The first reliable approach for successful extended culture of human embryos depended on the use of sequential culture media, which were designed to meet the changing metabolic and nutritional requirements of the developing embryo. However, there is now renewed interest in the use of a single medium to support development of the embryo during the entire preimplantation period, based on a single formulation. Especially with the implementation of closed culture with time-lapse imaging, single culture media is again gaining ground. Both single and sequential media have been shown to be equally efficient in supporting embryo development to the blastocyst stage, and both approaches seem to be associated with similar reproductive outcomes.10 (See discussion in Chapter 5).

Certainly, blastocyst culture is more technically demanding compared to Day 2/3 culture, and there are several laboratory aspects that should be considered apart from the culture medium. Extended culture up to the blastocyst stage requires greater incubator capacity, which will depend on the number of cycles each clinic accommodates. Moreover, moving embryos to fresh medium on day 3, if sequential media are used, can increase workload in busy laboratories. In addition, air filtration, pH monitoring of culture media, and use of low oxygen are of crucial importance for a successful blastocyst transfer program.

The ability to grow human embryos until the blastocyst stage using new generation media has provided clinics with more flexibility, as now embryo transfers can be performed on all days of preimplantation development. Embryos are usually transferred either at the cleavage stage (on Day 2 or 3) or at the blastocyst stage (on Day 5). Current evidence suggests that blastocyst transfer of Day 6 is associated with lower clinical pregnancy and live birth rates than Day 5, especially for fresh transfers.11 Therefore, it is suggested that slow developing embryos that form a blastocyst on Day 6 are cryopreserved, and transferred in a subsequent frozen replacement cycle on Day 5.12 At present, morula transfer on Day 4 is less common (see discussion in 8.3 The Morula Stage.)

Blastocyst transfer is becoming more popular mainly because it offers several advantages, discussed below, and is theoretically associated with an increased probability of implantation compared to cleavage stage transfer. However, there is still a debate regarding the comparative efficacy of cleavage and blastocyst culture per oocyte pick-up, and in addition some concerns have been expressed regarding the effect of extended culture on perinatal outcomes.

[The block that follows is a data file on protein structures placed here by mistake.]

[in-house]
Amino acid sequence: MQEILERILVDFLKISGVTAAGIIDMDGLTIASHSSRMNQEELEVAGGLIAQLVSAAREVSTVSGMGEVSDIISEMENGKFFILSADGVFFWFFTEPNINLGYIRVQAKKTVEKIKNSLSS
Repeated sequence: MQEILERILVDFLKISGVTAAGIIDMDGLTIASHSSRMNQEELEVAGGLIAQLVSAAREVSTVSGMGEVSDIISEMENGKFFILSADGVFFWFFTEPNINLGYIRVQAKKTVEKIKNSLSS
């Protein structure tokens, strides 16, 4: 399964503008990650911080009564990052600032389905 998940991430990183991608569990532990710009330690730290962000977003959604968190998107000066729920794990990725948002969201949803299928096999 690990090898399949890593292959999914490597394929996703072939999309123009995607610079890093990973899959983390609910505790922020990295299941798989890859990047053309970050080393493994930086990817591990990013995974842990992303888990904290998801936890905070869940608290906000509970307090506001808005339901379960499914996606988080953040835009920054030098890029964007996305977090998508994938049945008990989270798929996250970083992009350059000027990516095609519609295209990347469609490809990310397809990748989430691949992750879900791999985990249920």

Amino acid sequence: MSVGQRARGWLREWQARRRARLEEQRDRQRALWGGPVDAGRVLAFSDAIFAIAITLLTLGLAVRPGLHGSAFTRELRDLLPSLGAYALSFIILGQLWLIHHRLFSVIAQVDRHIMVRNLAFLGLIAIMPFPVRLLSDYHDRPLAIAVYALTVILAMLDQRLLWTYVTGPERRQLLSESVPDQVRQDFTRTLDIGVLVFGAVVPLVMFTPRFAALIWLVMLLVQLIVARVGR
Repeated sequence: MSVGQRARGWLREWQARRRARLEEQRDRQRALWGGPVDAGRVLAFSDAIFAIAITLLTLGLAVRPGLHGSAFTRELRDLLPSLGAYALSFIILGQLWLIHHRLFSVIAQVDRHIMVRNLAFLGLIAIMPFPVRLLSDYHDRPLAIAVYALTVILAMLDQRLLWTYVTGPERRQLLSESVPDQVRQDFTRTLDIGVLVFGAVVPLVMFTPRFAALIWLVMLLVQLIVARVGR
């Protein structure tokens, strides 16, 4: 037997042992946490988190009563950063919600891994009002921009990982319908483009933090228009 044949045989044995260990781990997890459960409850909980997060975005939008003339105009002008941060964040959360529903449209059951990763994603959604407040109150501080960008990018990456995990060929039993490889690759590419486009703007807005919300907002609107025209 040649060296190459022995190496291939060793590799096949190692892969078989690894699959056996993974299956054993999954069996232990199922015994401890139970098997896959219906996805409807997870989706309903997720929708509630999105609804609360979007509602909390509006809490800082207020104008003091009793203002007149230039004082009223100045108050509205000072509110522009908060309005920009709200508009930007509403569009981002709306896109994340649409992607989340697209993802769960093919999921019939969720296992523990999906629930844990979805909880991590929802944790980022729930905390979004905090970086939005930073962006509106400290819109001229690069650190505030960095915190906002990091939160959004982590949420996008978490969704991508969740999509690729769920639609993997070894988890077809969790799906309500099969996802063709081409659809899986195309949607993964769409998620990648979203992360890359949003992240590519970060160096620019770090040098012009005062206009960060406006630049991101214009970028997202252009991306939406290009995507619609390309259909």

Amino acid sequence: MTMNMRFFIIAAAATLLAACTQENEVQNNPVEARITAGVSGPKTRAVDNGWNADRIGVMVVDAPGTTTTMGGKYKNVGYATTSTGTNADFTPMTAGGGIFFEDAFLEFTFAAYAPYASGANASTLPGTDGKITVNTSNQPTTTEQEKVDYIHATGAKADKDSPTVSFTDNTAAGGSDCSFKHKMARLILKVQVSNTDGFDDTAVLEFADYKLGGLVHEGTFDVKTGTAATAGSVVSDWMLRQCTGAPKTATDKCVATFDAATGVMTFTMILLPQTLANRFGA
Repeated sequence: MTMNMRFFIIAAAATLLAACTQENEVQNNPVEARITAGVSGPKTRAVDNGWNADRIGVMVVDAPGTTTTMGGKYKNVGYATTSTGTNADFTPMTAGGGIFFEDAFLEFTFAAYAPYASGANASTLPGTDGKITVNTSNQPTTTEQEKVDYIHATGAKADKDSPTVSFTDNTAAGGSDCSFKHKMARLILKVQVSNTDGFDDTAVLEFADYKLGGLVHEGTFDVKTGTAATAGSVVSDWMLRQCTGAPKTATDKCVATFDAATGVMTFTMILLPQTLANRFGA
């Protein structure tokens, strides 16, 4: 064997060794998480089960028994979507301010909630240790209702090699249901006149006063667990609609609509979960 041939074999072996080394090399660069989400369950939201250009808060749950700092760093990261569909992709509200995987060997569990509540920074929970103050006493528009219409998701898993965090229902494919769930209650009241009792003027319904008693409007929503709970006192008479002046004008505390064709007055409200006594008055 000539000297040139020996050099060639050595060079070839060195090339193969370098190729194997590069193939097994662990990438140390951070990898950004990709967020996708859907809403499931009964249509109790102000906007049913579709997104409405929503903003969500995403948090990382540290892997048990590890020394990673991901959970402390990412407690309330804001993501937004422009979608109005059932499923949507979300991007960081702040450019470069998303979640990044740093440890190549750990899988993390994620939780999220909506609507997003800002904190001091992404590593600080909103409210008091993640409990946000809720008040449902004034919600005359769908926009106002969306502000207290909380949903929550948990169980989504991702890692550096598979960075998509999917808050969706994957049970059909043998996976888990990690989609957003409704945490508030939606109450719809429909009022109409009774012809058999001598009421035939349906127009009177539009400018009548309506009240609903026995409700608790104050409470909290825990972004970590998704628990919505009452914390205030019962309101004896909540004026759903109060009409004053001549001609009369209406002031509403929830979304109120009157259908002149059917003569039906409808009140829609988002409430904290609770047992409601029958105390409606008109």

8.2.1 Cleavage-Stage and Blastocyst Transfer Embryo Selection

The cohort of oocytes retrieved from a patient following controlled ovarian stimulation is quite heterogeneous in terms of maturity and developmental competence. Consequently, the resulting embryos have a marked variability in their developmental and implantation potential. Therefore, there is a constant challenge for embryologists to accurately distinguish good quality embryos and select those for transfer. In this respect, embryo morphology assessment has historically been the first line tool for embryo selection. However, morphological assessment is subjective and is characterized by high intra- and inter-operator variability.13 Moreover, embryo morphology on Days 2–3 has been shown to have limited ability to predict blastocyst formation on Day 5 (Figure 8.2).14

Figure 8.2 Pictures a patient’s embryos as they develop from Day 2 (a), to Day 3 (b) to Day 5 (c). Embryo selection on Days 2 and 3 is hindered by the fact that all embryos look equally suitable for transfer. On Day 5, however, the formation of blastocysts allows a more accurate identification of the best embryos.

(Photographs taken by the author).

Blastocyst formation rates usually range from 40% to 60%, meaning that not all embryos have the potential to form a blastocyst.10 Therefore, extending culture to Day 5 is considered to represent a mechanism for self-selection of embryos with higher developmental competence. The blastocyst stage reflects embryos that have successfully made the transition from maternal dependence to embryonic genome activation, while there is also evidence that blastocysts are associated with a reduced incidence of aneuploidies compared to cleavage-stage embryos.15 Single Embryo Transfer and Reduction of Multiple Pregnancies